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Lana Acorn - North Sask Laundry workerLana Acorn - North Sask Laundry workerLana Acorn has worked at North Sask Laundry in Prince Albert for over 11 years. It was supposed to be the job she’d retire from.

“I could’ve retired at 58,” she says.

Instead, on October 9, she will be out a job.

“I liked everything about my job. I especially like the people I worked with. We were like a big family,” she says of the other nearly 75 co-workers slated to lose their jobs at the end of the week.

When she first heard the laundry would shut down, Lana says she was shocked.

“I didn’t think they’d shut us down after spending eight million upgrading the facility.”

About 8 years ago North Sask Laundry underwent extensive renovations and equipment upgrades. New washers and dryers were installed, and the facility became a state-of-the-art hospital laundry facility. The intent was to be a reliable facility for several decades – not a few years.

Lana felt the shock both professionally and personally.

“I’m not going to have a pension. I’m not going to have benefits,” she thought as she contemplated the impacts of losing a decent paying, Monday to Friday, full-time job.

After 11 years with a company she thought she’d spend her entire career with, Lana is struggling to figure what the future will hold, both for herself and for Saskatchewan residents.

“I’ve been going through Sask Jobs, but I don’t have post-secondary education. I’d have to go back to school to find something similar,” she says.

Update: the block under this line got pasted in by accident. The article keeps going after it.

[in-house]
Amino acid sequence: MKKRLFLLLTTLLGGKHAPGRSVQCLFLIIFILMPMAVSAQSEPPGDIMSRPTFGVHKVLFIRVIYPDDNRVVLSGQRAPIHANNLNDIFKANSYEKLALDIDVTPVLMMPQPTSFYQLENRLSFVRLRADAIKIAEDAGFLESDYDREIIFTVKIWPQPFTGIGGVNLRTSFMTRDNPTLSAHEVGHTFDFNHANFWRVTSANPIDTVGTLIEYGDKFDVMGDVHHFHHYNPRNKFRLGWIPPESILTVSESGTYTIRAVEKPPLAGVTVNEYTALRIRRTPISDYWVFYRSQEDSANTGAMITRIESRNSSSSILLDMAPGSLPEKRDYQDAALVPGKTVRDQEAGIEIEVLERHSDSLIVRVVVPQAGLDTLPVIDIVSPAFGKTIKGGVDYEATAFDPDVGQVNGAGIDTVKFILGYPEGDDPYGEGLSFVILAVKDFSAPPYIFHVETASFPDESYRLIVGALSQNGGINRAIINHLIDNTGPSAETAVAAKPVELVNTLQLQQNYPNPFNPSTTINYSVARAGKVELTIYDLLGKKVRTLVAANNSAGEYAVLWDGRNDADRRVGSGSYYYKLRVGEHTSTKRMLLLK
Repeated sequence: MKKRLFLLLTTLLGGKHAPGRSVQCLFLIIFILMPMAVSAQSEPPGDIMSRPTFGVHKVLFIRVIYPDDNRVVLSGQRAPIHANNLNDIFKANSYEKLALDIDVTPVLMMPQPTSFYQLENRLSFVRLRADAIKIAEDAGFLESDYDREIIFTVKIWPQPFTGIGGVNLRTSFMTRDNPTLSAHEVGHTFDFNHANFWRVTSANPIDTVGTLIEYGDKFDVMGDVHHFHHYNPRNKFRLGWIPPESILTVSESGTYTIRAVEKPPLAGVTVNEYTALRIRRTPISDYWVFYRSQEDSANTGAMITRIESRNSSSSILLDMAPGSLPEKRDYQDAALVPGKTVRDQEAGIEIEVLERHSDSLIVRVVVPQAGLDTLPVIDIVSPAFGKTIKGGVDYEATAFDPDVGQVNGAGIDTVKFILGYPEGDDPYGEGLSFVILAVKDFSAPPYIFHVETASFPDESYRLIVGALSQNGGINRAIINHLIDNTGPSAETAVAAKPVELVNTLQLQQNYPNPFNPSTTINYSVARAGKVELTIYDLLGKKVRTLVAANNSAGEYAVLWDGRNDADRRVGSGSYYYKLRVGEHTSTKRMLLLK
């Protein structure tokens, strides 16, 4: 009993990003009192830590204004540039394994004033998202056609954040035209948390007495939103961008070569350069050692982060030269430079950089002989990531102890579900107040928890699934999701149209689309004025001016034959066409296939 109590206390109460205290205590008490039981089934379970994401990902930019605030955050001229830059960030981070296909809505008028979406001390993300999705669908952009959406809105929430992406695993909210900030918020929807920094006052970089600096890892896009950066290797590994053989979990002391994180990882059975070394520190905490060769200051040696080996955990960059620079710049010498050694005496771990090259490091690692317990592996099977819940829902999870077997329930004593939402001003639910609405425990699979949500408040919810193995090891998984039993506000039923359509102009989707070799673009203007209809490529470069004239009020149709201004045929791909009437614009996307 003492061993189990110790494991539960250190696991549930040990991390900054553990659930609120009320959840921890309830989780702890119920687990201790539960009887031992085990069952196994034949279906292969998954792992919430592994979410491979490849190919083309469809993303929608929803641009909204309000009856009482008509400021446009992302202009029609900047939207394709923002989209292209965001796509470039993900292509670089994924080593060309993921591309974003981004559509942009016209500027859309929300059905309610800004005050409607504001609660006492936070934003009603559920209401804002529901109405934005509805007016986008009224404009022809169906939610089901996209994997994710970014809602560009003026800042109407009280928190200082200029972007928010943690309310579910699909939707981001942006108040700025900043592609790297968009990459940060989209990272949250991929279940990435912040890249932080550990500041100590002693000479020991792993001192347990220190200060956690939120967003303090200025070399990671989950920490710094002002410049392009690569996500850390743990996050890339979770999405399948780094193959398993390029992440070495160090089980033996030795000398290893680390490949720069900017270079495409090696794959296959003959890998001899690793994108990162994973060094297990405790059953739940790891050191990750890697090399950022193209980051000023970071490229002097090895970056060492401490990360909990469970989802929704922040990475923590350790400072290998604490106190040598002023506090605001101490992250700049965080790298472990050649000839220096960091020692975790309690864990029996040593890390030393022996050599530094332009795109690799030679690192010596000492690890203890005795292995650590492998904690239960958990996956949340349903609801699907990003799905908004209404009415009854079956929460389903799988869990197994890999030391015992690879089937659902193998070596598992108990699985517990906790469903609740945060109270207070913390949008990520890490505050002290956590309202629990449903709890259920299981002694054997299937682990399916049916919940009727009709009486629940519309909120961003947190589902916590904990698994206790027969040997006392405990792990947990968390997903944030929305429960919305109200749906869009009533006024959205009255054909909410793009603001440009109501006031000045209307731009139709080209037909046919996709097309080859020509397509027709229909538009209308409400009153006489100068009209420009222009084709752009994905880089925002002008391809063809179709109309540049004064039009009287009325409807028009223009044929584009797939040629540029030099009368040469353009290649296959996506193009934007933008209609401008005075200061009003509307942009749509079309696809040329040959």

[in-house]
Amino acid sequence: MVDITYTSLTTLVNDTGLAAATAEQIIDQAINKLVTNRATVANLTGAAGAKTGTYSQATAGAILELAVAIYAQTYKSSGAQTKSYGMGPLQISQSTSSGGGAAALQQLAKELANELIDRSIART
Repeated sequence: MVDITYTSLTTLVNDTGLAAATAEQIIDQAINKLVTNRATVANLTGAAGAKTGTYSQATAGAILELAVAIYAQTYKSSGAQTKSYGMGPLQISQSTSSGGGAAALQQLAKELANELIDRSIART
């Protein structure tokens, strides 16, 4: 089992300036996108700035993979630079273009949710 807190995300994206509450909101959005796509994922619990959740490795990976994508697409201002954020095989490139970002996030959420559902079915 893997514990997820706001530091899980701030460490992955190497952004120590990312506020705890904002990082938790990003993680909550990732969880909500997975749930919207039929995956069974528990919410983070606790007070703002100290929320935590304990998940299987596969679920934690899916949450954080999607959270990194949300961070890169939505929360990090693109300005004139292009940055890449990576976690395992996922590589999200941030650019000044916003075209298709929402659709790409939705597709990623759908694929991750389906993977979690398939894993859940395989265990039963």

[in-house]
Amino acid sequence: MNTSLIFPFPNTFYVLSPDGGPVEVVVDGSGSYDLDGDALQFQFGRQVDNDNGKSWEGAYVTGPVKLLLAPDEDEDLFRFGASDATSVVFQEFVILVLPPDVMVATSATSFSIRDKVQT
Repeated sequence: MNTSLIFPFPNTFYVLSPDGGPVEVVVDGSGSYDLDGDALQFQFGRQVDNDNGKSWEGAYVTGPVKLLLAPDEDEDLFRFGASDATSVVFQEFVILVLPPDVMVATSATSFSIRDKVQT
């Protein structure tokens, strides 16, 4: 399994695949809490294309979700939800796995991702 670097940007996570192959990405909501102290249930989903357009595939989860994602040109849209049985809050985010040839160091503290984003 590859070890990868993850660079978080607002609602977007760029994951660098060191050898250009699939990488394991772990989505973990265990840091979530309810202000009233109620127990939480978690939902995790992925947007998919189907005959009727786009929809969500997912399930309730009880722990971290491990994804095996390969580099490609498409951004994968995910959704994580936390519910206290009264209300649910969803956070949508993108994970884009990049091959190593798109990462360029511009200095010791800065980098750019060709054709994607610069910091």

Lana is the linen coordinator, which means amongst the host of other duties, she deals with personal linens.

Personal linens are items which belong to long term care residents. Lana makes sure those items are laundered and returned back to that resident. K-Bro will not be doing that.

“What will happen then,” she wonders. “Will those people just be losing their personal things? Will it all just go in the garbage? Because that would be a horrible shame.”

At North Sask Laundry Lana made sure all old linen found a new home. The SPCA would get discarded soakers. Terry cloth items were sold to local businesses for utility rags. Discarded hospital linens got donated to Food for the Hungry.

“Nothing went to waste at North Sask Laundry,” she says. Public services serve whole communities, while privatization hollows them out.

Come this Friday, Lana, along with all her co-workers, will be leaving her job for the last time.